Between Obama and Netanyahu, It’s Personal
So the tension between President Obama and Prime Minister Netanyahu isn’t personal. That’s what the president said during his March 24 press briefing. Those of us who favor close U.S.-Israeli relations can breathe a sign of relief. Or start seriously worrying, depending on your viewpoint.
On one hand, if it’s not personal then we needn’t fear that some deep chemical aversion prevents the two leaders from working together. The strains we’ve been witnessing lately are simply old-fashioned hard bargaining.
On the other hand, if it’s just business, then perhaps the reason for the current crisis is that the gaps between the two sides are very broad indeed — perhaps too broad to be eased by the personal massaging that usually smooths bumps between allies. It may be, as Obama implied at his press conference, that the two leaders have virtually irreconcilable notions of their nations’ essential interests. If so, we could be in for a rough ride.
The disagreement is over Palestinian statehood, Obama told the reporters. Netanyahu declared the day before Israel’s March 17 election, Obama explained, that a “Palestinian state would not occur while he was prime minister, and I took him at his word.” So did the voters. True, the prime minister backtracked after the voting, but he added conditions “that would be impossible to meet anytime soon.”
American policy, Obama recalled, has long been based “under Republican and Democratic administrations” on the goal of seeing two states living side by side. Right now “that possibility seems very dim.” Accordingly, America has to reevaluate its stance.
No, he insisted, we’re not reevaluating “our military and intelligence cooperation with Israel,” which “will continue unabated.” What we need to figure out is “how we manage Israeli-Palestinian relations” going forward. Given the current trajectory, the deadlock could “lead to downward spiral in relations that would be dangerous for everybody.”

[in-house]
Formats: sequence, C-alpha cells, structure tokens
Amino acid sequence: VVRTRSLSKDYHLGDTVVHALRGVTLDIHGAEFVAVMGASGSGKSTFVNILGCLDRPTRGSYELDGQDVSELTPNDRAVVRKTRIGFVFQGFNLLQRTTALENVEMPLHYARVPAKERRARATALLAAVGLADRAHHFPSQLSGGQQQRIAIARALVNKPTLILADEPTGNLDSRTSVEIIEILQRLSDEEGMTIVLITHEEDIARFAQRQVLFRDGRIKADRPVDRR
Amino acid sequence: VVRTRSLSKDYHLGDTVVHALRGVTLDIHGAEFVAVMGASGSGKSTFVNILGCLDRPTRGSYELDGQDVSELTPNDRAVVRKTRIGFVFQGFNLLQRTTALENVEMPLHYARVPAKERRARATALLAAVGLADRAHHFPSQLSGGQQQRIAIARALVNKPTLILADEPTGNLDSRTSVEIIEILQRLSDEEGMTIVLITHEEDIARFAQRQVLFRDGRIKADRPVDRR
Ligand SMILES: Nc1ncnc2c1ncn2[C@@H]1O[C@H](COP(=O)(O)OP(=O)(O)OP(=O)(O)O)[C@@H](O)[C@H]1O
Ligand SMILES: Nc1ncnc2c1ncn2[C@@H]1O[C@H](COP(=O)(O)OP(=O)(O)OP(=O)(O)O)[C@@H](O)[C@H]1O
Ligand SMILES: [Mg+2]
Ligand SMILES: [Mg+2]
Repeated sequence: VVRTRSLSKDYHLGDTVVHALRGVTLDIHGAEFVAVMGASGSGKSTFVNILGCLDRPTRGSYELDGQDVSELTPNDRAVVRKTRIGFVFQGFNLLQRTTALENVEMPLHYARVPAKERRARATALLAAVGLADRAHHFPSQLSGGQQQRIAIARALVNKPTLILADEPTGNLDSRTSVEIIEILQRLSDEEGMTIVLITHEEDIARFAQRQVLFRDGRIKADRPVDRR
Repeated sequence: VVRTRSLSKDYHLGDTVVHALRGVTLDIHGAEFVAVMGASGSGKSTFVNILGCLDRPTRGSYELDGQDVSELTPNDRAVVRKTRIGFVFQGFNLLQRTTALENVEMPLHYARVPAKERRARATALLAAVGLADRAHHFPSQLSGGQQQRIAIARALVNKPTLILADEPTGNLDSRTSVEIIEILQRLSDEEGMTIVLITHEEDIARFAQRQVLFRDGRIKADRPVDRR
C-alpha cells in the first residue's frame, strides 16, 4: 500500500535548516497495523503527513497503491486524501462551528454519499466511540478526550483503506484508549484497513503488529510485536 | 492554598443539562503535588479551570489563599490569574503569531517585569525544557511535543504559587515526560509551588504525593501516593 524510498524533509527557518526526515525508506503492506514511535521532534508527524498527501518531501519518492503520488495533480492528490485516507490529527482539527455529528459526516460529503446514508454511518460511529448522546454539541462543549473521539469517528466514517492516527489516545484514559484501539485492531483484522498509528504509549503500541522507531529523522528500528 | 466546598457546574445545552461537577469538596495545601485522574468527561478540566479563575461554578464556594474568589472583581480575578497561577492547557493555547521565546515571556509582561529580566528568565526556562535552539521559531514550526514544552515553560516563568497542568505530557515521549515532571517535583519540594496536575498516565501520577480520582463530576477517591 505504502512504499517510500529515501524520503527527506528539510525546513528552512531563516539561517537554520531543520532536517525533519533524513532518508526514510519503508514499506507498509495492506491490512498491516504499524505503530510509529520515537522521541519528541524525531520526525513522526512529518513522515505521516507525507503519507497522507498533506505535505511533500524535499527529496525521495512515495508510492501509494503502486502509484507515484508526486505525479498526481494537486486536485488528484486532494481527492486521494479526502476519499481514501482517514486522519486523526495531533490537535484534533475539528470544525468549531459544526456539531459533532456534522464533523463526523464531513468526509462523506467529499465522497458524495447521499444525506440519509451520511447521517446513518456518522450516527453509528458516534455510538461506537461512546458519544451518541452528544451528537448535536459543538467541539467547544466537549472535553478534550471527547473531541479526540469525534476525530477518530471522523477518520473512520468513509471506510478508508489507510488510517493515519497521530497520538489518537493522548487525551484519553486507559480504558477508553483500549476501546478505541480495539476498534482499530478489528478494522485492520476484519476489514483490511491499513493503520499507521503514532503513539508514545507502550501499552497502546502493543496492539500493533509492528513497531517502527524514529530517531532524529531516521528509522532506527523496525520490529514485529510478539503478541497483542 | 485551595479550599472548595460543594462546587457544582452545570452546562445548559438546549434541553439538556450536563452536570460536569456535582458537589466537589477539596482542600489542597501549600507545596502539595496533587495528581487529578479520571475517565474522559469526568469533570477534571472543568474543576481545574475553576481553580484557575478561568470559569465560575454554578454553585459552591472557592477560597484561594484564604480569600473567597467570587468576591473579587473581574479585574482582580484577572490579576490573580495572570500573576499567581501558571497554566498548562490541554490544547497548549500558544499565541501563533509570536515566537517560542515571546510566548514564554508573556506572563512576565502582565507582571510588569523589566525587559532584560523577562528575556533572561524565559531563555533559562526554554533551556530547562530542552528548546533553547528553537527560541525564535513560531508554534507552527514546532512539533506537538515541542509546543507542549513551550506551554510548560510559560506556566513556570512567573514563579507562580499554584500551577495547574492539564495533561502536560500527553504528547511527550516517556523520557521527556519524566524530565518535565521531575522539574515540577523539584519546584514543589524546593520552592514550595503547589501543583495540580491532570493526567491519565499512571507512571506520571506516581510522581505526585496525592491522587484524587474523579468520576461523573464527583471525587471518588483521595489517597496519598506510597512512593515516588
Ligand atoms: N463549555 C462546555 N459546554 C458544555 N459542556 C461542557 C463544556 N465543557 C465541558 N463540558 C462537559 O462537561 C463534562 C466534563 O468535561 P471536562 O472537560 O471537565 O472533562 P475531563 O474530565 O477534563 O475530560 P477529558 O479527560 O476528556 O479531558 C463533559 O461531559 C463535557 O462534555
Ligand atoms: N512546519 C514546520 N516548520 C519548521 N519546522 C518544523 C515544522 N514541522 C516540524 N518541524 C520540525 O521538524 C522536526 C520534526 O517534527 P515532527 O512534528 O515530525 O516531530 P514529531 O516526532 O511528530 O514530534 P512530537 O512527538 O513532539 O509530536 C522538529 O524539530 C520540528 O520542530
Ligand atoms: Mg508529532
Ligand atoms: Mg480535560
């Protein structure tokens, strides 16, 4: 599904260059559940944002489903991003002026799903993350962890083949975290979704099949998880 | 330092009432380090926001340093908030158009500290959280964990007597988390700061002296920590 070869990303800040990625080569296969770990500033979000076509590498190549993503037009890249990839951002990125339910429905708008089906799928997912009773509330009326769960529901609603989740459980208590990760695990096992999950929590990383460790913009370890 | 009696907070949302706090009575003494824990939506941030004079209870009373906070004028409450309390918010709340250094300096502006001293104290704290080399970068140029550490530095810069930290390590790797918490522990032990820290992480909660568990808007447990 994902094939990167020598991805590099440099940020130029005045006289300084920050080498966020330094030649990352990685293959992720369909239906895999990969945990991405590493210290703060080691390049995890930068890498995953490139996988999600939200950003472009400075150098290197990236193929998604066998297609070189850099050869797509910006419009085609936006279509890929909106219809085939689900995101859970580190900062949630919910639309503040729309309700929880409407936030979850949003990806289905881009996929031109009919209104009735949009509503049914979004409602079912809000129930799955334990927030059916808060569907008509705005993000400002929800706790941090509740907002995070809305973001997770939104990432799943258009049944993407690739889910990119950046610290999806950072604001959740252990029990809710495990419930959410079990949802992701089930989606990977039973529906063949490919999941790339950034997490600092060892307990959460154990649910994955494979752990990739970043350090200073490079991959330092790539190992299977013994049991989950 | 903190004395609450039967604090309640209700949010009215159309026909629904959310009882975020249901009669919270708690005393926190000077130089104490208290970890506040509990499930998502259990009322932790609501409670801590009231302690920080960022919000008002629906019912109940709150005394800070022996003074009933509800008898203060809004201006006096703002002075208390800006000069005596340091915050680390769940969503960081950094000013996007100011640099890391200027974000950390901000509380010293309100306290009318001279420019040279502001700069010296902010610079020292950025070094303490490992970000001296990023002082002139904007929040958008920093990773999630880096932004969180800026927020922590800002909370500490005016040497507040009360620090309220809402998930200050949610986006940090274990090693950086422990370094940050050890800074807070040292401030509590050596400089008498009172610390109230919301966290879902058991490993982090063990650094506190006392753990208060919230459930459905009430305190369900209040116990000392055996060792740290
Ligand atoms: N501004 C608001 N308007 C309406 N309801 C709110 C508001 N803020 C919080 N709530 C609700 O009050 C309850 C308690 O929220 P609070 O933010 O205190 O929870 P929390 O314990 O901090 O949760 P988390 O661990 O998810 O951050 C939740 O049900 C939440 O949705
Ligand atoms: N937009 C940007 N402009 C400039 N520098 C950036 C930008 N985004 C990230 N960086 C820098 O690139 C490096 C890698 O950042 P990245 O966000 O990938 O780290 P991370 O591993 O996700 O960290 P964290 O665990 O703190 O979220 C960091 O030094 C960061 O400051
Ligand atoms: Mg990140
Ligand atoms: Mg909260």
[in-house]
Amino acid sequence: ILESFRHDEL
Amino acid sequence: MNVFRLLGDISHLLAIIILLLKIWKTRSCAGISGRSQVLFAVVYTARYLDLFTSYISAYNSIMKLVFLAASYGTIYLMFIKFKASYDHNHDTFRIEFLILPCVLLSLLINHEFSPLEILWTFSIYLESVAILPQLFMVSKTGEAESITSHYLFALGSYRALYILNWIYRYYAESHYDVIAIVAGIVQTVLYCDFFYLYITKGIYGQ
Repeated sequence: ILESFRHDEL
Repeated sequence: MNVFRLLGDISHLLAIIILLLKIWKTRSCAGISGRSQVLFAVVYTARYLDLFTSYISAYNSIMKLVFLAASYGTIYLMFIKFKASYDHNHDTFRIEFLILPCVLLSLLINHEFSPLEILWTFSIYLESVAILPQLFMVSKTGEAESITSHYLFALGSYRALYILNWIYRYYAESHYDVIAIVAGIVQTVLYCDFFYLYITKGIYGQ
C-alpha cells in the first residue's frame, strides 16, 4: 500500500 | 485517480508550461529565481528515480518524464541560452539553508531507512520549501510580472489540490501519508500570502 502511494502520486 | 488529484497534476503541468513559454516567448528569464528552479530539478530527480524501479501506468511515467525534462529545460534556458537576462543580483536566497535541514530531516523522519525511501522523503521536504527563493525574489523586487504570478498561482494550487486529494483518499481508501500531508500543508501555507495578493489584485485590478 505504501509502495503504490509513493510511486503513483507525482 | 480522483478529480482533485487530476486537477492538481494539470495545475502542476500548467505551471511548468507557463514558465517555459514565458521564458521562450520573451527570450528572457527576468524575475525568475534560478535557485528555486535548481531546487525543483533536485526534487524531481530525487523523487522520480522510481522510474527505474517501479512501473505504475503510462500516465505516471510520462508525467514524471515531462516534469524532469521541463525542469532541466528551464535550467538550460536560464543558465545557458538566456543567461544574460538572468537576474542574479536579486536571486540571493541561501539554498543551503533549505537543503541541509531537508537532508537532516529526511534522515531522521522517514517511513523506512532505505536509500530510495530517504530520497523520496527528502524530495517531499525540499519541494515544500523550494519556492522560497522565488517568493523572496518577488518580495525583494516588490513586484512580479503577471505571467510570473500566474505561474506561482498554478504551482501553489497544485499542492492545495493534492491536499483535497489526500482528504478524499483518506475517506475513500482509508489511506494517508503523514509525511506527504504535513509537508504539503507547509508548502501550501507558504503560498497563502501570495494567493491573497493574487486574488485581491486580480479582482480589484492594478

“What we can’t do,” he said, “is pretend that there’s a possibility of something that’s not there. And we can’t continue to premise our public diplomacy based on something that everybody knows is not going to happen at least in the next several years.”
It’s not an issue of personalities, the president concluded. Onlookers would like to believe that if “we all hold hands and sing Kumbaya” then problems will disappear. In this case, though, “the issue is a very clear, substantive challenge. We believe that two states is the best path forward for Israel’s security, for Palestinian aspirations and for regional stability. That’s our view. And that continues to be our view. And Prime Minister Netanyahu has a different approach.”
It was a compelling presentation, arguably the strongest case Obama has offered in years for the importance of a two-state solution as an American national interest. Also his bluntest presentation yet of his conflict with Netanyahu.
But it had several big holes in it. Start with the fact that this wasn’t the first time Netanyahu publicly disavowed his 2009 embrace of Palestinian statehood. He did so far more emphatically last July 11, just days into Operation Protective Edge.
“I think the Israeli people understand now what I always say,” Netanyahu said then, “that there cannot be a situation, under any agreement, in which we relinquish security control of the territory west of the River Jordan.” That didn’t even have the excuse of electioneering. It was from the gut.
How did Obama react to the July bombshell? He didn’t. He had deduced long before that the prime minister wasn’t on board with the administration’s notion of Palestinian statehood. The president had given only tepid support to Secretary of State John Kerry’s 2013 peace initiative. Obama didn’t think Kerry’s peace talks had any real chance of success. He doubted either Netanyahu or Palestinian leader Mahmoud Abbas was ready to make the hard decisions.